Let me say we’ve — we’re passing through a challenging time in the life of our nation.  But thanks to the extraordinary healthcare workers here in North Carolina and around America, and thanks to the cooperation of the people of this great state and this nation, we continue every single day to be one day closer to that day that we’ll put the coronavirus in the past.

We are encouraged, even with rising cases over the last several weeks across the Sun Belt, it’s — it’s encouraging to see trends in the South that demonstrate that the efforts in those states are having a good effect.

But let me just say at the outset that we know we have a ways to go.  And while the positivity rate is below 9 percent here in North Carolina — which, again, is a tribute to the people of this state — I just encourage the people of North Carolina to continue to do your part: Wash your hands.  Practice personal hygiene.  Wear a mask whenever state and local authorities say it’s important or when social distancing isn’t possible.

Just as we did in other parts of the country and we hope we’re beginning to see across the Sun Belt, we know how to slow the spread; we know how to flatten the curve; we know how to protect the vulnerable.  And I pledge to you that, at the federal level, we’re going to spare no expense to stay focused on that mission, even while we drive relentlessly toward developing new medicines here in the Research Triangle in North Carolina and ultimately developing a vaccine for the American people.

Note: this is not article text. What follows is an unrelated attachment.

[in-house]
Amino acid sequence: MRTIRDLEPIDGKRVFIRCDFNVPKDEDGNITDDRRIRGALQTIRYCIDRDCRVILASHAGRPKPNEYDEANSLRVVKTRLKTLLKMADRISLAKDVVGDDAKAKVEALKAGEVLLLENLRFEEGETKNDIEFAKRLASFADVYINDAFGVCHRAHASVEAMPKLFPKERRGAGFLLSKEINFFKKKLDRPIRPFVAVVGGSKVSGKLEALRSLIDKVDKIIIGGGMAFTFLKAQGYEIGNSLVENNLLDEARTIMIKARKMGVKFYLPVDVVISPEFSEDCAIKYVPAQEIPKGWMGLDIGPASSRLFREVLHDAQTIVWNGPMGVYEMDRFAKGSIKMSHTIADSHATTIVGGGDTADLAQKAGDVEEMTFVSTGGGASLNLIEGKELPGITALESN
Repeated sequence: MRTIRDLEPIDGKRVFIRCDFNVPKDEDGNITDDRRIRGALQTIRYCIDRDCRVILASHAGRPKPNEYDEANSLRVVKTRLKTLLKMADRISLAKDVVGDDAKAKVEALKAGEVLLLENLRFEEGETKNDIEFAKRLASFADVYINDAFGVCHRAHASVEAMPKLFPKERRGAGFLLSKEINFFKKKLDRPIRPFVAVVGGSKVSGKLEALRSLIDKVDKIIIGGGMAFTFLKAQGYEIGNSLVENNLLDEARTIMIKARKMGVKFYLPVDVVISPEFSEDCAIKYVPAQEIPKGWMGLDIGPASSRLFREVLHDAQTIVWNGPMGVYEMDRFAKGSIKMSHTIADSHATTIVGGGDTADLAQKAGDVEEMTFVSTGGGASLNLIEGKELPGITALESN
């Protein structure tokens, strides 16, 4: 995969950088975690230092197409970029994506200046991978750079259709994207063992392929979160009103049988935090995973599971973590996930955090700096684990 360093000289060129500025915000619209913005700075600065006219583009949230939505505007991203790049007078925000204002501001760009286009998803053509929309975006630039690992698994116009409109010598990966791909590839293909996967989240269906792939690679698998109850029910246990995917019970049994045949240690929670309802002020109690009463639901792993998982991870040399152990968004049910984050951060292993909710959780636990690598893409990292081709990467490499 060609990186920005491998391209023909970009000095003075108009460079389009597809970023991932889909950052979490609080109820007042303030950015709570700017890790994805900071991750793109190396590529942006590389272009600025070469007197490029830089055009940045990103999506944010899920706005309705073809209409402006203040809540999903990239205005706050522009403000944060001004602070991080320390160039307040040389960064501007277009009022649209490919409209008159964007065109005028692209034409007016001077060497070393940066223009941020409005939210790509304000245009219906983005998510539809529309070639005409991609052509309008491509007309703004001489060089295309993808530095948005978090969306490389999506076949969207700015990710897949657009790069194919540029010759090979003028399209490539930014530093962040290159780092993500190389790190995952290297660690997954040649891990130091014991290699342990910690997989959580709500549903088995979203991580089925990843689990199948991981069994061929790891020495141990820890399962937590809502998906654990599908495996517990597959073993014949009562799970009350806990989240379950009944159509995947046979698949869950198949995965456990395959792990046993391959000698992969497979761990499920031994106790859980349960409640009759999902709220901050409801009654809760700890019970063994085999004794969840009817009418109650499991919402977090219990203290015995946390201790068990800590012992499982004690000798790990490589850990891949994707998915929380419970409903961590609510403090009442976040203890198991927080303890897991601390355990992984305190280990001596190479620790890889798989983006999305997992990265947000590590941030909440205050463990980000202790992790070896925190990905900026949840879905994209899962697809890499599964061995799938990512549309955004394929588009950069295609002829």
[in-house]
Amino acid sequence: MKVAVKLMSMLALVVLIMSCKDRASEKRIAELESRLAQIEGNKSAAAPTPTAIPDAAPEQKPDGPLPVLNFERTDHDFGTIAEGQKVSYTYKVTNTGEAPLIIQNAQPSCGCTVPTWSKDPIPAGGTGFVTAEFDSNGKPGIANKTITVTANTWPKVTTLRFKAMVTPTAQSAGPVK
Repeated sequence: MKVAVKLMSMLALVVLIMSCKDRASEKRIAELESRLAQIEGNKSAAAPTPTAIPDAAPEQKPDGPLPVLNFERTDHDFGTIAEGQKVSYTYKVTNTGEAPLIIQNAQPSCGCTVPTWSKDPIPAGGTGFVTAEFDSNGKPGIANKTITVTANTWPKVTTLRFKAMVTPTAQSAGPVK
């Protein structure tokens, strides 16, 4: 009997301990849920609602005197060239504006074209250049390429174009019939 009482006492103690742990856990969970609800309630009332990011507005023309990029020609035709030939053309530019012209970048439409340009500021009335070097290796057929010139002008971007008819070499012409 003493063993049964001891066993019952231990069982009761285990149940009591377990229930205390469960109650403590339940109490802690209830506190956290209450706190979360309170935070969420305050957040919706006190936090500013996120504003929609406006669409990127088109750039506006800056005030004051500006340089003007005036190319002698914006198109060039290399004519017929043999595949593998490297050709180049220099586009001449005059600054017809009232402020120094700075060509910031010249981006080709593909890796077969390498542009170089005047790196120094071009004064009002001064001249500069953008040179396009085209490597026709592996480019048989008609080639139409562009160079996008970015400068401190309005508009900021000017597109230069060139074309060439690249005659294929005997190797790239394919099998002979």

But as I said, it’s been a historic week in America.  Moderna entered their first phase three clinical trial on Monday of this week.  I know Wake Research is operating many of the critical — clinical trial sites across the country.  Pfizer also announced yesterday that they’re actually combining phase two and phase three clinical trials — 120 sites worldwide, including nearly 40 in the United States with up to 30,000 participants.

And yesterday, President Trump and our administration announced a historic deal with Kodak.  It’s all about reshoring our vital industries.  Kodak Pharmaceutical was launched.  We used the Defense Production Act and the investment of public resources to create a company that will produce as much as 25 percent of all active ingredients needed to make generic drugs in the United States.